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There are a lot of reasons Texans coach Gary Kubiak could be concerned about the Carolina Panthers.
But there is but one nuance that just seems to just leap off the game tape.
“Quarterback jumps out at you. I just told the team, I said, ‘Hey guys, I’d love to tell you we can give you a good look in practice of what you’re going to face this week, but we can’t,”’ Kubiak admitted this week about his team’s challenge Sunday when the Panthers and rookie quarterback Cam Newton come into Reliant Stadium. “We’re going to do our best. You got to respect what he is as an athlete and what he can do to you.”
And there are so many things Newton can do to teams and he has done many of them as a rookie. The kid who many questioned whether or not he could even play quarterback in the NFL has been flat out unbelievable and as difficult as any quarterback in recent memory to contain.
You try to take away his passing options and he beats you running back-like runs out of the option no less. Take away the passing lanes and that cannon of an arm will dart one 60 yards down field to Steve Smith.
“He keeps plays going and that’s what you have to be aware of,” said Texans inside linebacker DeMeco Ryans, who likely spend a great deal of time as Newton’s personal spy Sunday. “He extends plays by scrambling around the pocket or out of the pocket and he has the ability to throw a lot of deep routes down field. So we are going to have to stay in coverage a lot longer when he’s scrambling. Guys can’t come up and everybody can’t just chase after him when he’s running away from the pocket.”
Let’s not get too carried away because the Texans have faced their share of quarterbacks with an assortment of different strengths this season and come out of it okay. But they have yet to face an athlete that embodies so many of the intangibles that have game-changing quarterback of the future written all over Newton.
As luck would have it, the Texans face perhaps their most complex quarterback challenge in a week that has been difficult at best. Defensive coordinator Wade Phillips, who has been the architect and lone play caller of the new 3-4 scheme won’t be anywhere near Reliant on Sunday after having successful kidney and gallbladder surgery this week.
The pressure of containing Newton falls to linebackers coach Reggie Herring, who is the fill-in defensive coordinator until Phillips returns from his medical leave.
There are certainly easier first assignments than having to figure out the most dangerous first-year quarterback the NFL has seen since dare I say John Elway.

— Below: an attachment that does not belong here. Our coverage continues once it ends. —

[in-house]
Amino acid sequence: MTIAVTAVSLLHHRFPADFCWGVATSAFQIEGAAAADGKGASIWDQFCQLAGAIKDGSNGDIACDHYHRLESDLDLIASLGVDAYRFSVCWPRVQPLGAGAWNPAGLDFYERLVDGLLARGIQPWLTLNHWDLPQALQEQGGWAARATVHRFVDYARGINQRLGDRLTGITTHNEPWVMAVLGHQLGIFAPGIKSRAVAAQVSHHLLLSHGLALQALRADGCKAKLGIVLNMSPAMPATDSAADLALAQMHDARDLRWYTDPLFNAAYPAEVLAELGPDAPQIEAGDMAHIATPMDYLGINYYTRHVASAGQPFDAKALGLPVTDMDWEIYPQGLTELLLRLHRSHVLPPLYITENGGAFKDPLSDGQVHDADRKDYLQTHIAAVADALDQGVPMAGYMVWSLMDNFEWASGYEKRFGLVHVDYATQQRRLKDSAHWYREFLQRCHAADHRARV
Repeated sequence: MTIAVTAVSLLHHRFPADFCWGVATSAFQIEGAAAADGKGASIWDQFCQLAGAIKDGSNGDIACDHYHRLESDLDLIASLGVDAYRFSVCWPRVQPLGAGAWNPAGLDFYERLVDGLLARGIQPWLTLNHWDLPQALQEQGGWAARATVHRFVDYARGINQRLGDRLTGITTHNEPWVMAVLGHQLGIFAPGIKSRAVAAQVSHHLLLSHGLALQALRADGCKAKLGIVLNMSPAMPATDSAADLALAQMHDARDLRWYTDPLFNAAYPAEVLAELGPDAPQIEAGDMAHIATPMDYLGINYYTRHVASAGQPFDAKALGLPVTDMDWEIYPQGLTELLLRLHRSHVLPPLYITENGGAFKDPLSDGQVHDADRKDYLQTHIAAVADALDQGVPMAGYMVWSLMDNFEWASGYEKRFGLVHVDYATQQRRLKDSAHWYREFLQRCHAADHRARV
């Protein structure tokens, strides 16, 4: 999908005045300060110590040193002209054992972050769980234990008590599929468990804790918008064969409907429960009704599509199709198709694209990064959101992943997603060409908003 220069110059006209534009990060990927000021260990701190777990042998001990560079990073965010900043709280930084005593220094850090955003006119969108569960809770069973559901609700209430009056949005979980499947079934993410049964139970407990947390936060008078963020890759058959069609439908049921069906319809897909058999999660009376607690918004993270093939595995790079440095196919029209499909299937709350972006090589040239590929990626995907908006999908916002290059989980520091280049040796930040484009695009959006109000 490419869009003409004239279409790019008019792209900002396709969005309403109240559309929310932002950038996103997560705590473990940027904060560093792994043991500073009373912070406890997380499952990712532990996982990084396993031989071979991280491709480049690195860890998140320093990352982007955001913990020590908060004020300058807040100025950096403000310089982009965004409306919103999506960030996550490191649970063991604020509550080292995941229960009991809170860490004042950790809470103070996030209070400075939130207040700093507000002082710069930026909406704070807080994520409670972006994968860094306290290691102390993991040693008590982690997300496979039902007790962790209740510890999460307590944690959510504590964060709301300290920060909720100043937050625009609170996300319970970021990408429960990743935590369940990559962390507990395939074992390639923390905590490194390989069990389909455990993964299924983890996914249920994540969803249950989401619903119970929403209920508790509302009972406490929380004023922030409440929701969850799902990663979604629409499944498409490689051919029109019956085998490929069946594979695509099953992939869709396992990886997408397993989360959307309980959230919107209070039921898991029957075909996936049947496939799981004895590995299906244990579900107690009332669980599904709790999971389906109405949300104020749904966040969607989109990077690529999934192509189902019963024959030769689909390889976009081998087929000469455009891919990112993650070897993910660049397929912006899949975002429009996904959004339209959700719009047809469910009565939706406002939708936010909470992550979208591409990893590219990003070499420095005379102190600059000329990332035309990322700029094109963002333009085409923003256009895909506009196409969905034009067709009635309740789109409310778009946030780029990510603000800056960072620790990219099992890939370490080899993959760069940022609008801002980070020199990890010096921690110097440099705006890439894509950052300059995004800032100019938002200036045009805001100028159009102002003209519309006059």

“They have great capability at every position,” Herring said this week not long after learning he would be taking over for Phillips. “They’ve got (Steve) Smith at wide out. They’ve got the two tight ends that are a tremendous threat vertical down the field. Both their running backs can scat and bounce and cut back with great vision and the quarterback is really quite a physical specimen.
“He can throw the ball 60 yards on a rope. He can avoid. He can evade. He can create on the run. He is young and we just got to hope that some of the mistakes that he makes that we can help create those. When he gets a lot of at bats, he’s going to hit a couple home runs.”
But Newton can certainly be contained. He’s talented and as explosive as they come, but he’s still a rookie. If you don’t play Newton right, he can throw for 400 yards on you and run in a couple long ones for touchdowns.
But he has shown the ability to make rookie mistakes, misreading coverage, underestimating the speed of a closing linebacker. Newton has passed for 3,573 yards while completing 60 percent of his passes but he also has 15 touchdown passes versus 16 interceptions.
That suggests a rather human-like quality for the young man who has seemed to make few mistakes since first stepping on the football field for Auburn last year. He quarterbacked the Tigers to the BCS national title while guaranteeing himself a spot among football royalty as the 2010 Heisman Trophy winner.
And the No.1 draft pick overall in last spring’s draft has been the difference in the Panthers (4-9) being an easy win and one you have to work hard to beat.
“He’s a tough guy to limit,” Ryans said. “When you get a chance, of course, get some big hits on him and pressure on him and just frustrate him in the pocket as much as we can.
“This is going to be one of our toughest challenges this year.”
Perhaps the toughest challenge this week fell to 36-year-old veteran Jake Delhomme, who had the pleasure of simulating Newton all week in practice. Instead seeing the actual pictures in practice the Texans defensive players have had to settle for hearing what Newton could have done to them.
“Jake (Delhomme) has done his best to run the option,” Kubiak said, “but he can only go so far at 36.”
So it’s easy to see why the quarterback in Carolina is causing Kubiak so many concerns.